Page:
Chiari Malformation

The cerebellum is the part of the brain located low down at the back of the head. It has two small areas at the bottom called the cerebellar ‘tonsils’. Normally, the cerebellum (and nearby brainstem) sits entirely within the skull.

In Chiari Malformations, there is a descent of the cerebellar tonsils (and sometimes the brain stem) through the hole on the base of the skull (the foramen magnum) and into the spinal canal. In other words, there is a herniation of the brain into the spinal canal.


A number of types of Chiari Malformation have been identified, with the most common being Chiari I and Chiari II.

Chiari I malformations are the most common type in adolescents and adults, and many do not have any symptoms. In Chiari I malformations, the cerebellar tonsils have descended at least 4mm into the upper spinal canal.

Chiari II malformations cause problems in infancy and/or childhood. In addition to the cerebellar tonsils herniating into the spinal canal, the brainstem also descends partially through the foramen magnum. Chiari II malformations are frequently associated with spina bifida and/or hydrocephalus (a build-up of fluid within the brain).


Chiari malformations (type I) are generally congenital, however they usually don’t cause problems until adolescence or adulthood. Typical patients are aged 20-50 years.

Headaches (usually at the back of the head but can be anywhere) are the most common complaint, and neck pain is also common. Coughing, sneezing, straining, or neck extension can all make these symptoms worse. These headaches are also known as ‘impulse headaches’.

Patients often have a larger than usual fluid-filled canal in the middle of their spinal cord (hydromyelia or syringomyelia). This may cause symptoms such as hand and arm weakness and numbness. If left untreated, it can result in severe weakness and muscle loss in the hands, stiffness and rigidity of the legs, and problems walking.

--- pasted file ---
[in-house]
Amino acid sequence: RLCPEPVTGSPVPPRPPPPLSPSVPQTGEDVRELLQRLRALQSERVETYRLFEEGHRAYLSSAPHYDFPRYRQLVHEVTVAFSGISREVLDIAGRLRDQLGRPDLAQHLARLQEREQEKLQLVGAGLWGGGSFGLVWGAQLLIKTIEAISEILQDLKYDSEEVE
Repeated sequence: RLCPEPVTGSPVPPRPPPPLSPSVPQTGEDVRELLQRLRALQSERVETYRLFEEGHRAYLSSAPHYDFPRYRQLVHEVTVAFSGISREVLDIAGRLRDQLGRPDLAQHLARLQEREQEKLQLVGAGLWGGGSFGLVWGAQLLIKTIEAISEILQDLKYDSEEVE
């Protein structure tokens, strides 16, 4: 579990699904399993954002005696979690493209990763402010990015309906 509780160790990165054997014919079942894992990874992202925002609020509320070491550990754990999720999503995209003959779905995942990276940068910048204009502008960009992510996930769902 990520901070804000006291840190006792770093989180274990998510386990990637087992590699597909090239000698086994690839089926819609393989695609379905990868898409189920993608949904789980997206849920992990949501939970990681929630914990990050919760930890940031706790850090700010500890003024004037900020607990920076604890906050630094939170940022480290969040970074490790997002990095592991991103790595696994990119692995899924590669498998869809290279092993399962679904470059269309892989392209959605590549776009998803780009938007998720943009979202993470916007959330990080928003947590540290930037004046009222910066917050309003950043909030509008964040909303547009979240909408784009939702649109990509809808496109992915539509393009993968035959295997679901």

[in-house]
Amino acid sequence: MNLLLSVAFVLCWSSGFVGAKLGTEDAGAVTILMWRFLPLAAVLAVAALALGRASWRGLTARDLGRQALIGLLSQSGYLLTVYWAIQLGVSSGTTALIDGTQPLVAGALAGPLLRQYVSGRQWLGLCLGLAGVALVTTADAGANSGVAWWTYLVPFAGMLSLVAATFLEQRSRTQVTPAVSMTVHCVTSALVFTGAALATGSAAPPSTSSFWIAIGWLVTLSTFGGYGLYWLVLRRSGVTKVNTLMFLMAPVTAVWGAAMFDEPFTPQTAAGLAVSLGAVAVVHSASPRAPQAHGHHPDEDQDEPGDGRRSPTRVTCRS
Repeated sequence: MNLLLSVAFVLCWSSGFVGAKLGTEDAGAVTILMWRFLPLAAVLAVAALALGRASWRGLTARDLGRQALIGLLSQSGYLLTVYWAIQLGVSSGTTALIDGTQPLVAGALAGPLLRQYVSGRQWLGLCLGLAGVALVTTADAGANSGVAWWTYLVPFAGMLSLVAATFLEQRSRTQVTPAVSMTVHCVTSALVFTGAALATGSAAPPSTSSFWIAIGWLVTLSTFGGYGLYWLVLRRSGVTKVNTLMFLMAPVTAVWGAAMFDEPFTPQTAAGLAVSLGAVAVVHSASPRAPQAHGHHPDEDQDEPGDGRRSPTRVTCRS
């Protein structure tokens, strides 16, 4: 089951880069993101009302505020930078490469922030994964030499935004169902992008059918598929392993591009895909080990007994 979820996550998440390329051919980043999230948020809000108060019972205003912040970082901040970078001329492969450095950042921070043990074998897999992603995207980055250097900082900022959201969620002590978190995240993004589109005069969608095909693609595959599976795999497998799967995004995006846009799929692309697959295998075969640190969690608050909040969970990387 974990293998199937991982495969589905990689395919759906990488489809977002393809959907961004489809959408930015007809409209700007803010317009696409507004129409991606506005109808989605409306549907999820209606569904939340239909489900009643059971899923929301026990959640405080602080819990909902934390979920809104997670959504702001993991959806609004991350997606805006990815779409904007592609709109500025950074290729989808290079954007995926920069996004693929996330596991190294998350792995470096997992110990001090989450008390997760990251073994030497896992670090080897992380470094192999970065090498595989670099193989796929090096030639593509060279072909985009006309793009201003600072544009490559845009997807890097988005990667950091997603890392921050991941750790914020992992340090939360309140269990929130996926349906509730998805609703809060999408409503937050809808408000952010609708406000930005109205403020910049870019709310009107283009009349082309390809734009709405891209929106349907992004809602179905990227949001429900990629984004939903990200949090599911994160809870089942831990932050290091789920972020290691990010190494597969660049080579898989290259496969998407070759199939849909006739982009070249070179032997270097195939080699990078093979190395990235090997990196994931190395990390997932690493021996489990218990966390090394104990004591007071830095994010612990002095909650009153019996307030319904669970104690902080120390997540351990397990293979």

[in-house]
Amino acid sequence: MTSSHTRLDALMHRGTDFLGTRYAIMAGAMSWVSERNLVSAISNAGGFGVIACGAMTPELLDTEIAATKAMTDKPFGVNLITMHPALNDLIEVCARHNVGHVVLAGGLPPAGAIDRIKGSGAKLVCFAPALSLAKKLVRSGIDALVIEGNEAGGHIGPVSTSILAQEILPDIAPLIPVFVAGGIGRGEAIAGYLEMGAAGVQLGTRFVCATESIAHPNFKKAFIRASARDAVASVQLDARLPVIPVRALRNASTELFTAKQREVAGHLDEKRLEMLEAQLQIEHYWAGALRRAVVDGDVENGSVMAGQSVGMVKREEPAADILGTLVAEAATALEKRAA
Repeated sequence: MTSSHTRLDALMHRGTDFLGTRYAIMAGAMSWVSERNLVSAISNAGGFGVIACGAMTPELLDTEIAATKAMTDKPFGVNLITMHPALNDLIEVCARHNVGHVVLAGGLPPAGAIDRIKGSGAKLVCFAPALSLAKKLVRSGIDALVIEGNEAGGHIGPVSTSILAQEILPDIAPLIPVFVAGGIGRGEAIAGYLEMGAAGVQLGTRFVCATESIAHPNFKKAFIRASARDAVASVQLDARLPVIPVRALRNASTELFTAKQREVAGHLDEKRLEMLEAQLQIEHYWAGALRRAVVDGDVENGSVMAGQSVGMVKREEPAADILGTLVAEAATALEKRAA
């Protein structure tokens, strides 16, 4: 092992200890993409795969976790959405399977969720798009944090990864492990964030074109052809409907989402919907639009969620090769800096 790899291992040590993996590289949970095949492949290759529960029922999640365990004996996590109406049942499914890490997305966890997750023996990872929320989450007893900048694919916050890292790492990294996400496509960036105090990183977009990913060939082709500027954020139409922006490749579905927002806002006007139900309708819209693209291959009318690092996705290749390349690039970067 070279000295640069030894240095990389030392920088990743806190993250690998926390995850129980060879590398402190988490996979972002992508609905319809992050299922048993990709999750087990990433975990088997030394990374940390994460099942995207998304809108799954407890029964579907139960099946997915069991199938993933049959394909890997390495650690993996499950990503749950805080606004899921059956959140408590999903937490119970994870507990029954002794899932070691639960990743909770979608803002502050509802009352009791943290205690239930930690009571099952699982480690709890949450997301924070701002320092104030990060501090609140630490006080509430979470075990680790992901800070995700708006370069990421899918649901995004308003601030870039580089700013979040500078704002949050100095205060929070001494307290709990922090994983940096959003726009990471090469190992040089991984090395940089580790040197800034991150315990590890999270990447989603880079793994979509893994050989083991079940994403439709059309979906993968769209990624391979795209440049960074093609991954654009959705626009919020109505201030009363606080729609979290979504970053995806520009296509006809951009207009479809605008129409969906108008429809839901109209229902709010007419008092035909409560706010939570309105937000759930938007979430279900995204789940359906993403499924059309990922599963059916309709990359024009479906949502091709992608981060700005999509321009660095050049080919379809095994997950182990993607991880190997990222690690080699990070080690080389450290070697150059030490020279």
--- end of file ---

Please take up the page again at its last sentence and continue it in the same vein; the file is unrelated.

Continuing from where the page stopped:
Other symptoms may include poor balance, dizziness, diplopia (double vision), and repetitive downward eye movements (‘downbeat nystagmus’).


Chiari malformations are suspected on the basis of the symptoms and, sometimes, on abnormal findings on neurological examination. The diagnosis is confirmed by performing an MRI brain scan.


Chiari I Malformations that are asymptomatic (do not have symptoms) do not need treatment.

Chiari malformations that only cause headaches are initially treated with analgesia for pain control.

Sometimes surgery is required. This is usually only suggested for patients who have headaches which do not settle with analgesic medications, or those who experience other significant symptoms.

The usual surgical procedure of choice is a posterior fossa (or Chiari) decompression


A Chiari decompression is a type of craniotomy which is designed to make more room for the herniated cerebellum. This in turn relieves pressure on the brain. It can also restore the normal flow of cerebrospinal fluid (CSF) around the brain.

A Chiari decompression is performed under general anaesthesia. Some hair at the back of the head is shaved, and the skin is cleaned with antiseptic solution. Antibiotics are given, and compression devices are used on the calves to reduce the risk of deep vein thrombosis.

A 5-6cm incision is made at the back of the head and down to the upper part of the neck. The muscles attaching to the back of the skull and spinal bones are elevated. A small window of bone (measuring around 2.5cm diameter) is then removed from the base of the skull using a fine high-speed drill. This is part of the occipital bone and adjoining foramen magnum. This gives the cerebellum more room, and decompresses the brainstem.

Because the tonsillar herniation frequently extends through the spinal canal formed by the first neck bone (cervical vertebra, C1), the posterior arch of the C1 bone is also removed.

In many cases the above manoeuvres are enough and nothing further is required. In some situations, however, such as when there is a tight band of tissue constricting the lining of the brain (dura), or where it is thought that there is scarring (adhesions) around the cerebellum and brain stem, the dura is opened and a graft of tissue is sewn in place to create more room. If adhesions are found, they may be divided.


The main aim of surgery is to prevent ongoing deterioration. Most patients (around 80%) experience a significant improvement in their headaches and/or neck pain after surgery.